The app is more intuitive and easier to manage, making us wonder if anyone will bother with the included device, which might even be too overwhelming for a grandma to mess with.
The battery life of the included parent device is 9 hours in our tests. We couldn't find a battery life claim from the manufacturer, but depending on your chosen personal device, battery life could be longer if you connect the camera to WiFi and use the app.
This unique video monitor has some standard and not so standard features, including an above crib mounting system that gives you a good view of the entire crib and baby's face. The app can track your baby's sleep activity, and you can even get notifications for movement and temperature. This monitor has loads of bells and whistles. Still, we aren't convinced parents will use them past the first month or so before it largely turns into an ordinary sound and video monitor of crying baby alerts parents to look at the video and respond.
- Unique overhead view
- 4.3-inch color screen on the parent device
- Nightlight with 7 color options
- Use connected personal devices for viewing
- Sleep quality monitoring
- Sound, motion, and temperature notifications
- Remote HD viewing
- 2-way talk to baby
- Detachable camera
- Light show projector, with remote on/off
- Downloadable lullabies and stories
- Out of range and low battery alerts
- LED Sound level indicator
Electromagnetic Field (EMF) Levels
We test the EMF emission levels in our baby gear lab for each monitor. We compare the EMF levels of each monitor to the competition to get an idea of how one compares to another. Our results are unlikely to be repeatable in every scenario, but what it shows in the levels compared to the competition is that you can see which options offer the least or the most amount of EMF. The Halo EMF was an average of 2.5 at 6 ft from the baby, which is more distance than you'll get using the Halo mounting system. This EMF is far higher than most of the competition and is one of the highest in the group. If EMF is a concern to you, our lineup has better-performing competitors with far less EMF in our tests.
Finding information about this WiFi monitor's security and privacy information is more challenging than some of the competition. About the security of the monitor, the company states
- Check for firmware updates when you first log in
- Change the default password immediately on first use
- Select a complex password that is at least 8-10 characters with both lower and upper case letters, numerals, and special characters if allowed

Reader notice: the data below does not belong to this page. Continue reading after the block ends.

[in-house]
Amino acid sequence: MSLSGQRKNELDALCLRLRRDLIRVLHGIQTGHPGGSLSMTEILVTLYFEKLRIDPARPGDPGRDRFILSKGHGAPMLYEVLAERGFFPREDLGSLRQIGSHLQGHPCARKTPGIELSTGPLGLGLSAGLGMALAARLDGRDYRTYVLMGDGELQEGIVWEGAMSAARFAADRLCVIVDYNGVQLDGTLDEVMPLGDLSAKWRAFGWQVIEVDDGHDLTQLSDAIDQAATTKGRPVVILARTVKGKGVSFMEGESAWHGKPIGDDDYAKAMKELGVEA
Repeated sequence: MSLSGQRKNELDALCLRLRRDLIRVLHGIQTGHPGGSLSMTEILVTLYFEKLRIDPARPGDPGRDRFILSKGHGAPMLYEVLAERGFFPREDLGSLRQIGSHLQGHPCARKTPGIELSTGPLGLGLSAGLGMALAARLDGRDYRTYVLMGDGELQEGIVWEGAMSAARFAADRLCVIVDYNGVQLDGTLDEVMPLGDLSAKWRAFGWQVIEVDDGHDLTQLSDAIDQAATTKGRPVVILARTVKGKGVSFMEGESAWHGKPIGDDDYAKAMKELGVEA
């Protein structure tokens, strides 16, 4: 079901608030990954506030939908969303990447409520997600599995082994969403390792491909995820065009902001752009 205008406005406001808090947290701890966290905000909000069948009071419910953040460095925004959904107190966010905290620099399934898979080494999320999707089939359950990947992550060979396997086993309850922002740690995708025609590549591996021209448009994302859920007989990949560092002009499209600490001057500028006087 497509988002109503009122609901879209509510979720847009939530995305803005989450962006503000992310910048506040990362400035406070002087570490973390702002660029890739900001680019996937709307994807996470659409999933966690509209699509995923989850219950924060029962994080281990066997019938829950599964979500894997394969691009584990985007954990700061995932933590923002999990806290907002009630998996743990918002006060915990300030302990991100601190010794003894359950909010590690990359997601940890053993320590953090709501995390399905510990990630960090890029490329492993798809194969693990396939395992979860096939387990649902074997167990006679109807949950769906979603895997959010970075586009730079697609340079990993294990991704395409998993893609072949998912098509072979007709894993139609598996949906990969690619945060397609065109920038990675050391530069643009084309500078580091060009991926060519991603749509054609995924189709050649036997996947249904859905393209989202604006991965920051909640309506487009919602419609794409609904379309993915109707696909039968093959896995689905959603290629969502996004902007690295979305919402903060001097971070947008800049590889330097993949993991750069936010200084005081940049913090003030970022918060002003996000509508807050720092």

- Change your password frequently
- Avoid using the same password as another site
- Limit the viewable area of the camera
- Keep the camera unplugged when not in use as some cameras can be turned on remotely.
Should You Buy the HALO?
We don't think this is the best option, no matter your monitoring goals. We were hopeful and excited about a more modern Motorola. While it performed fairly well in our lineup, it couldn't compete with similar options with lower price tags and better performance. While there is nothing to really hate about the Motorola, the price is a huge turn-off for a product that struggled to keep up with the other WiFi competition with better video and sound.
What Other Video Monitor Should You Consider?
The better WiFi monitor in this review is the Nanit Pro. This same price unit has movement monitoring capabilities and more baby-centric features than the Motorola. This monitor has better video capabilities and significantly lower EMF. If you want the absolute best video quality, the Nest Cam Indoor WiFi is the one to consider. The Nest is cheaper and has better long-term potential for monitoring little ones, babysitters, or just your house. A cheaper and far more baby-centric model is the iBaby Care M7 WiFi with impressive video and more features than you'll likely ever use.
Honest, objective reviews. Led by a Pediatrician.
BabyGearLab was founded by a Pediatrician Mom with a mission to provide a reliable, independent, source of information to new parents. Our experts have tested thousands of baby and kids products to share key performance, health, and safety findings. We spend tens of thousands of dollars crash testing car seats to inform our ratings. And, we combine our review work with gobs of expert parenting advice. To assure complete independence, we buy all the products we test ourselves. No sponsored content. No ads. Just real, honest, side-by-side testing by people who care.Learn More